Bringing the European experience to the Indian subcontinent, Baroness Emma Nicholson of Britain recalled her report on Kashmir in the European Parliament which underlines the ‘common heritage shared by India and Pakistan, exemplified in the ancient culture of Jammu and Kashmir; (which) recognises and values the pluralism, multiculturalism and multi-faith nature and secular traditions of the peoples of Jammu and Kashmir, which have been kept alive.’
‘Those who think that they are the absolute owners of the truth are the founders of the heaviest block against dialogue,’ she pointed out. The emergence of a new Europe after the Second World War was made possible only through debate and dialogue. While each side in any conflict has the right to be different, it has also the duty to make it a ‘whole and complete’, said the Baroness.
Illustrating the Mushtarq or composite culture theme through the world of poetry from Amir Khusro to Wali Gujrat, Mirza Ghalib and Imam-i-Hind Allama Iqbal, Professor Ali Ahmed Fatmi of Allahabad University chose Firaq Gorakhpuri’s words: Kafiley aatey gaye, Hindustan banta gaya (Hindustan flourished as travellers pour in).
Dr Ajai Sahni, the last speaker of the first session, gave his strategic view of India’s place not just vis-à-vis its neighbours like Pakistan but in the global context. ‘If India fails against terrorism, the whole world will fail.’ He called for a credible and effective response to the barbarians who are threatening our society and civilisation and plainly questioned the wisdom of continuing the dialogue with Pakistan, the ‘enabler of terrorism’.
Presiding over the pre-lunch session, Vice-Chancellor of Jamia Milia University, Dr. Najeeb Jung questioned the very term of ‘Islamic terrorism’ and held the West and CIA squarely responsible for finding an enemy in Afghans, who are not Taliban. The search for an ‘enemy’ has long existed in history from the time of the French revolutionaries to yesterday’s Marxists and today’s Naxals, he reminded. Veteran journalist and Loksatta Editor Kumar Ketkar, who presided over the second half of the composite culture day at the Taj, feared that the message of peace in Indo-Pak affairs or the light at the end of the Indo-Pak tunnel looked more that of a fast train running towards a head-on collision rather than a signal of peace.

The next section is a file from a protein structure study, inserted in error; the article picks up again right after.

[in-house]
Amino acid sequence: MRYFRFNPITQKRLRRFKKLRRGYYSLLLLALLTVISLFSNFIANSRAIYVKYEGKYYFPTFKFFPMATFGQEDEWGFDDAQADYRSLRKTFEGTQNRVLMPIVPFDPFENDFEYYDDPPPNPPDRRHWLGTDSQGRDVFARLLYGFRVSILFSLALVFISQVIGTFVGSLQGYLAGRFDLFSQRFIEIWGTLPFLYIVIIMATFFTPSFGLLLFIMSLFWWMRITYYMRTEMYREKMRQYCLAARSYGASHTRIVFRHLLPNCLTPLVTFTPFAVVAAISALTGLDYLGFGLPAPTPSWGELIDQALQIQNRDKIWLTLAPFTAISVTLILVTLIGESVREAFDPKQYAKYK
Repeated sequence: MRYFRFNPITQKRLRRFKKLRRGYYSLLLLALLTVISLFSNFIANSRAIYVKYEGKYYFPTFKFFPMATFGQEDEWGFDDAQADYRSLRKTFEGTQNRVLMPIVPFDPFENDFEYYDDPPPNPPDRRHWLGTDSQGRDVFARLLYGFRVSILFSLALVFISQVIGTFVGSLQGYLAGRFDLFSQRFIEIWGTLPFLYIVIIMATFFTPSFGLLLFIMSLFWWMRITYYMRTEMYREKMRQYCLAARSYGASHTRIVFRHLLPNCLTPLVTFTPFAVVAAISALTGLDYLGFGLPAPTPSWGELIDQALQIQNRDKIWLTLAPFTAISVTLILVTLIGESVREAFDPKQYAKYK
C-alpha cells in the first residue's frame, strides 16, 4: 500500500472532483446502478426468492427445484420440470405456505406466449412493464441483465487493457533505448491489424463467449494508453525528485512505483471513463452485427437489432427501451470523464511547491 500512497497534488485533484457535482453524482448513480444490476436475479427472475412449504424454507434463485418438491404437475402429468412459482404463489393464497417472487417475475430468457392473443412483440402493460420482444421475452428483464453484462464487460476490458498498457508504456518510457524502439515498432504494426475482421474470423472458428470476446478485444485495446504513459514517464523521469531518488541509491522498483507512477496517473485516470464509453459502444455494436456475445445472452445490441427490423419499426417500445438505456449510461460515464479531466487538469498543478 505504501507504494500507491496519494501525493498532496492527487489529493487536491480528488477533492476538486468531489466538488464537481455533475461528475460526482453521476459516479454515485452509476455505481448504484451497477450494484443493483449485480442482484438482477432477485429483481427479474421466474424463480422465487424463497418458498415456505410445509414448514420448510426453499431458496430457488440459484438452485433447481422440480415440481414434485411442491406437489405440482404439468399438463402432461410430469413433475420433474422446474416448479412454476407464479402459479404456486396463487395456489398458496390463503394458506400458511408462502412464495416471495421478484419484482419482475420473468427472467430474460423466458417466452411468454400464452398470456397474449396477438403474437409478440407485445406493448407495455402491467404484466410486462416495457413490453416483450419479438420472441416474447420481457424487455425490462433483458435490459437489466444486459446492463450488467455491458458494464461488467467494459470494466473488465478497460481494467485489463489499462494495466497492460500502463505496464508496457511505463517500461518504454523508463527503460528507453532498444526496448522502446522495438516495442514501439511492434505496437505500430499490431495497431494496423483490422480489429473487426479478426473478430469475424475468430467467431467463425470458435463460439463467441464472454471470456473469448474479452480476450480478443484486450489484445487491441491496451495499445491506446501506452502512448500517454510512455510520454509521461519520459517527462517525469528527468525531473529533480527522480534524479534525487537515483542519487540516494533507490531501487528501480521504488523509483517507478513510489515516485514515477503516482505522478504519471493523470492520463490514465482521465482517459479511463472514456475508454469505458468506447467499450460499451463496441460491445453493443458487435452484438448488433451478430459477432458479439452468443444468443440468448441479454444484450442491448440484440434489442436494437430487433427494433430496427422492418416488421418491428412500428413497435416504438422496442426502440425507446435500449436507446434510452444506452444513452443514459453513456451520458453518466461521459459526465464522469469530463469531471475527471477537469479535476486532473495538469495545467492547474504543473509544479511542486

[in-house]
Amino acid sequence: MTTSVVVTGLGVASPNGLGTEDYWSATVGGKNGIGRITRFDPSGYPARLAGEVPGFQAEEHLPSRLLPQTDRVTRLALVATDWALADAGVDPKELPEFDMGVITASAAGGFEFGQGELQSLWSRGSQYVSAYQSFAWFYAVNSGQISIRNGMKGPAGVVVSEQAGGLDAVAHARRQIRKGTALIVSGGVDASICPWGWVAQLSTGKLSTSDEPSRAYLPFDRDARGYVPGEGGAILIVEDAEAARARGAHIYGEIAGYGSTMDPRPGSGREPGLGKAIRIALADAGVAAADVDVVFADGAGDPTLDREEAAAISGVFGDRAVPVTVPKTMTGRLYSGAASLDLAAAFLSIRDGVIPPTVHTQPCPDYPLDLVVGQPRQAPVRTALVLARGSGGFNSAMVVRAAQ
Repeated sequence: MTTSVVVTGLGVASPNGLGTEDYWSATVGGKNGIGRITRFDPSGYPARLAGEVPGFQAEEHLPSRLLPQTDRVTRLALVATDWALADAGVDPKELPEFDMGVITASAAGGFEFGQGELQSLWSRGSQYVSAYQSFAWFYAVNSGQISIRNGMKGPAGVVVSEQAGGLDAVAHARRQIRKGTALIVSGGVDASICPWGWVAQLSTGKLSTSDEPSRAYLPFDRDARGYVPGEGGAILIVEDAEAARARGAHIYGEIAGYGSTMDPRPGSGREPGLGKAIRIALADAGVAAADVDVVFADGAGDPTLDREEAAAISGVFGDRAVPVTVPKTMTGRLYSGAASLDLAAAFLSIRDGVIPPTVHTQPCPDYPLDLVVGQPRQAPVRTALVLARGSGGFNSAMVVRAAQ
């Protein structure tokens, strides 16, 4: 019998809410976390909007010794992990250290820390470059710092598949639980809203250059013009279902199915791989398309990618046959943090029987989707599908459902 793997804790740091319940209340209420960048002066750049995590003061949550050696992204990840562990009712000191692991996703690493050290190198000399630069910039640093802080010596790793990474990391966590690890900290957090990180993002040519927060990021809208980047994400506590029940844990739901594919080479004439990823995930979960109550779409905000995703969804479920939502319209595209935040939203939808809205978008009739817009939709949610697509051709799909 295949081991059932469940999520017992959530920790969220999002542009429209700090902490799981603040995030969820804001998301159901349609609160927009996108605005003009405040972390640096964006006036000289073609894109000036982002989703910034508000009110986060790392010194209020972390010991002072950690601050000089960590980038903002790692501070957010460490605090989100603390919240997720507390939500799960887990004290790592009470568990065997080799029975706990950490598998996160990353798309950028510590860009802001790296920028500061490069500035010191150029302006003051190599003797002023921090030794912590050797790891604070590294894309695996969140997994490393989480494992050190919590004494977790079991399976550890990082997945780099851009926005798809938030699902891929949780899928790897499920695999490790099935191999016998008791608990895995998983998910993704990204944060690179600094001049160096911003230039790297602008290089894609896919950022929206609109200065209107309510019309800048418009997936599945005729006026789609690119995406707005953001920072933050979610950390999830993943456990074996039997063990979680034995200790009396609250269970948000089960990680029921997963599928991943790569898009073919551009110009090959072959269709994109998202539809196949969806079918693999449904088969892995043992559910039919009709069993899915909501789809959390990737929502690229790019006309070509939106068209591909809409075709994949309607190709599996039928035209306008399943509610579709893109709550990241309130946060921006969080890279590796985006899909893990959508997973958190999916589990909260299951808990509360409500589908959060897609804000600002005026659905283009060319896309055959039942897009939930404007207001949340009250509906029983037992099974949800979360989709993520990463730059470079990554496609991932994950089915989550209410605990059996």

He saw terrorism not just an Indo-Pak problem but that of the wider world. He also saw it not just today’s problem but one that has a large footprint from the past. Terrorism does not happen suddenly. There is always a conspiracy behind it. Political conspiracy is just one element of it; there is the narco-terrorism and mafia terrorism besides the distortions introduced by the media.
Shabana Azmi, film actor and victim of media distortions, gave a forceful answer to those who questioned her identity as a Muslim and an Indian. Answering a questioner who brought up the old controversy about her alleged remark on being unable to rent a house in Mumbai because of her being a Muslim, she once again clarified that the operative part of her remarks on discrimination had been edited out by the television channel and repeated by some newspapers. She had not said that she had been refused accommodation in a Hindu locality because of her religion. Her Muslim identity was only one part of her total identity which includes her identity as a woman, film actor, parliamentarian, social activist, and a Hindustani, she said.